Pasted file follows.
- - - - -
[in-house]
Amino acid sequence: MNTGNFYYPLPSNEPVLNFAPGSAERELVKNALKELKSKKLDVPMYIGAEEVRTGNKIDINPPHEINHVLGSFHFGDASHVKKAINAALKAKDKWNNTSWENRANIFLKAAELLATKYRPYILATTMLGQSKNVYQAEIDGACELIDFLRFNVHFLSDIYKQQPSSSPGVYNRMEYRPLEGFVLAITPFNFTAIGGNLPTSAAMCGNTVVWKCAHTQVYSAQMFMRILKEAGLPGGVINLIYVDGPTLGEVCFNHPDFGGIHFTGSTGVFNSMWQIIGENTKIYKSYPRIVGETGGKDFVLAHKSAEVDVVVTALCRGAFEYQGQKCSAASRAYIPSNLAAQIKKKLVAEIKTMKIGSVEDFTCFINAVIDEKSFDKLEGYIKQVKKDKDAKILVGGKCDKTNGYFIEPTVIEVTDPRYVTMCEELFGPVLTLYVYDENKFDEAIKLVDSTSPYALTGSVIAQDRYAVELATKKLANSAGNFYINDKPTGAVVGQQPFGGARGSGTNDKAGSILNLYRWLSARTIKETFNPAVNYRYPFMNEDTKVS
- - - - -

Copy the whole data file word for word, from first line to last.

[in-house]
Amino acid sequence: MNTGNFYYPLPSNEPVLNFAPGSAERELVKNALKELKSKKLDVPMYIGAEEVRTGNKIDINPPHEINHVLGSFHFGDASHVKKAINAALKAKDKWNNTSWENRANIFLKAAELLATKYRPYILATTMLGQSKNVYQAEIDGACELIDFLRFNVHFLSDIYKQQPSSSPGVYNRMEYRPLEGFVLAITPFNFTAIGGNLPTSAAMCGNTVVWKCAHTQVYSAQMFMRILKEAGLPGGVINLIYVDGPTLGEVCFNHPDFGGIHFTGSTGVFNSMWQIIGENTKIYKSYPRIVGETGGKDFVLAHKSAEVDVVVTALCRGAFEYQGQKCSAASRAYIPSNLAAQIKKKLVAEIKTMKIGSVEDFTCFINAVIDEKSFDKLEGYIKQVKKDKDAKILVGGKCDKTNGYFIEPTVIEVTDPRYVTMCEELFGPVLTLYVYDENKFDEAIKLVDSTSPYALTGSVIAQDRYAVELATKKLANSAGNFYINDKPTGAVVGQQPFGGARGSGTNDKAGSILNLYRWLSARTIKETFNPAVNYRYPFMNEDTKVS